socks, make sure you put some talcum powder inside, and
something to lube the heel. You can use elastic laces to make it even quicker to get your shoes on. Then everything else
that you’re gonna need, like a visor or gels, leave it in a pile so you can grab it all together, and you can be putting it on whilst you’re already out on the run. Once you’re out onto
the run, there shouldn’t be too much that you’ve
got to think about. If it’s a short run or it’s short laps, then try and walk it or
maybe even jog it beforehand, so you’ve got that mental advantage of knowing how to pace it. If you are doing a longer run, or you’re someone that needs to have the odd convenience
break on the run, it might be worth considering
wearing a two piece, cause that will actually save you a lot of time in the long run. On that note, keep an eye out so you know where the loos are, so you’re
not gonna have to panic and try and find a bush. Now there are a lot of
little physical things that you can do to help you prepare, but don’t underestimate the importance of being mentally prepared. So, swim, drive, or walk through as much of the course as you can,
and then visualise it. When it comes to transition,
walk through T1 and T2 several times until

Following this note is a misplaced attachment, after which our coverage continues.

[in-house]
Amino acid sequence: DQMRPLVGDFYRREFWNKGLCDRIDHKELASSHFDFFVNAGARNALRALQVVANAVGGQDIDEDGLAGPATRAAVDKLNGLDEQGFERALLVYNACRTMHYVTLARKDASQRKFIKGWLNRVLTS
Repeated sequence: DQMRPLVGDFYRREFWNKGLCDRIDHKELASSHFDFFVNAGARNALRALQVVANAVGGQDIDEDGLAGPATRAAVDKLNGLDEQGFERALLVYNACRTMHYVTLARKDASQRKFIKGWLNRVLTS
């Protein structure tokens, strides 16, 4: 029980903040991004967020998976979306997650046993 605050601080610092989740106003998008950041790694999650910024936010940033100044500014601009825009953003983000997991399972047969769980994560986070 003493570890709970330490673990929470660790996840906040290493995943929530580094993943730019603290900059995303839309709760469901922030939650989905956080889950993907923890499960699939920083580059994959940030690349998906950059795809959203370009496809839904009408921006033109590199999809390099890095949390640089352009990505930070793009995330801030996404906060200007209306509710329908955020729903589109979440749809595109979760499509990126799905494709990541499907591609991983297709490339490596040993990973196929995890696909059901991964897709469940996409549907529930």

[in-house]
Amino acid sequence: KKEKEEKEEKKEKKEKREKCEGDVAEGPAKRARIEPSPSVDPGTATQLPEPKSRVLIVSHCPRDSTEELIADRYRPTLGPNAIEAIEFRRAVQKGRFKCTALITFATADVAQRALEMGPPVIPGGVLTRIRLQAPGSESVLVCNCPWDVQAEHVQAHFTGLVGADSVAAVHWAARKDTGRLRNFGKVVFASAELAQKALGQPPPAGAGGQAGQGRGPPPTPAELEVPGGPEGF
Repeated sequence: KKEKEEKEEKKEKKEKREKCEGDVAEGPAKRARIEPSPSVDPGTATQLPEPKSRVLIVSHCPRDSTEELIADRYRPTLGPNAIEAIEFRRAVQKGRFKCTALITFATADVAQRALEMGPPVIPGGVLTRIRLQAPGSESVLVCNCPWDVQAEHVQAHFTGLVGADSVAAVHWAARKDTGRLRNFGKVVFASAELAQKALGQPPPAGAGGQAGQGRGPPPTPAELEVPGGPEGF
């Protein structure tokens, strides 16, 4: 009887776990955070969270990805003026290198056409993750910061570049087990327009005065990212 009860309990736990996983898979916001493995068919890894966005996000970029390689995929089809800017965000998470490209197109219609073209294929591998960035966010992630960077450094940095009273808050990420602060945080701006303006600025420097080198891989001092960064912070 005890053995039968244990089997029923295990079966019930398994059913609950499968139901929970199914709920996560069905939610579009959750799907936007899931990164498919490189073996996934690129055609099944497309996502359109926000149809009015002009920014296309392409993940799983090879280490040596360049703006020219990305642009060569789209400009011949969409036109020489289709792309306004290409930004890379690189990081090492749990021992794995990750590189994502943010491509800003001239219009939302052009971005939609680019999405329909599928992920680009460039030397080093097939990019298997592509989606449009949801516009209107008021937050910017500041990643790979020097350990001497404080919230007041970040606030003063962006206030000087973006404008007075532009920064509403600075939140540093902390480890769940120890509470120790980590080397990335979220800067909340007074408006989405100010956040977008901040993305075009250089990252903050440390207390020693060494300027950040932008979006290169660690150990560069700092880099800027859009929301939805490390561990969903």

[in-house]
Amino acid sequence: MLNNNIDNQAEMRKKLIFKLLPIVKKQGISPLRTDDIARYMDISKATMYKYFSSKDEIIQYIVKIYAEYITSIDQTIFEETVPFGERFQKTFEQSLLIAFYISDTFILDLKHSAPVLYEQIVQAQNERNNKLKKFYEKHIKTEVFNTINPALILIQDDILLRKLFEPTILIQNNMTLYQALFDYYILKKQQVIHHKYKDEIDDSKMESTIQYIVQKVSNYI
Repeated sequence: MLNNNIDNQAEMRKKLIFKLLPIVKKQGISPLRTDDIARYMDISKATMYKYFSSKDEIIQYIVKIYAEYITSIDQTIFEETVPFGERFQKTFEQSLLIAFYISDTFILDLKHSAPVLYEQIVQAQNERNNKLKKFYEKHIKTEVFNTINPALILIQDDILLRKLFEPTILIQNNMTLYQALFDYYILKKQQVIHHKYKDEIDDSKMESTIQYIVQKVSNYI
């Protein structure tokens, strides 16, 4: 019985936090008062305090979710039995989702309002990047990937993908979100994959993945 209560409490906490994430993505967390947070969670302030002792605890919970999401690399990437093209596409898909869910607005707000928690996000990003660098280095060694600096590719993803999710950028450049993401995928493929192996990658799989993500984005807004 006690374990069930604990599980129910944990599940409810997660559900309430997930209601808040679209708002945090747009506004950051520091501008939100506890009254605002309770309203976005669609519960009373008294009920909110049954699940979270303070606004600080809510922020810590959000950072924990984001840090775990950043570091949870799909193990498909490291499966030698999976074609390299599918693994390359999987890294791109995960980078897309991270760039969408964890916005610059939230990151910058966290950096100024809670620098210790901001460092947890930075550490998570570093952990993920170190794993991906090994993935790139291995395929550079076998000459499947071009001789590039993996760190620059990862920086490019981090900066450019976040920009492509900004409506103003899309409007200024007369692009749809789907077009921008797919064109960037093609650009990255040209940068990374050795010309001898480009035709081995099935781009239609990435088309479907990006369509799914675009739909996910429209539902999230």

you’re absolutely certain you know where you’re
going, ’cause it’s amazing how a little bit of adrenalin on race day, and suddenly all the aisles of
bikes look exactly the same. Final point, visualise a list in your head for T1 and T2, and then
towards the end of the swim you can start going through
the motions in your head of what you’re gonna do in T1, and towards the end of the bike,
you can work it out for T2. And finally, a tri suit or a
triathlon specific two piece will save you a lot of time
from changing in transitions. Just make sure that if
you’re using any new kit, and you’ve worn it at
least once before race day. And make sure to pack a
spare pair of trainers, as you don’t want to be
having to warm up barefoot once you put your
trainers into transition. Talking of warm up, if you
can’t get into the water or you don’t want to before your swim, then you can do a job and
some ability exercises to get your heart rate up and
get you into the race zone. Follow these tips and
save valuable seconds, even minutes, in your next triathlon race. Do let us know if there’s any hacks that you’ve got of your own
that we haven’t included today. If you haven’t yet done so
and you wanna catch more videos from GTN, just hit
the globe to subscribe. And if you wanna see the video we made on our top 10 triathlon hacks,
that video is just here. If you want to know how to
transform your road bike into a triathlon bike, we
made a video just here.

37 comments on “Top Triathlon Hacks To Make You Faster In Your Next Race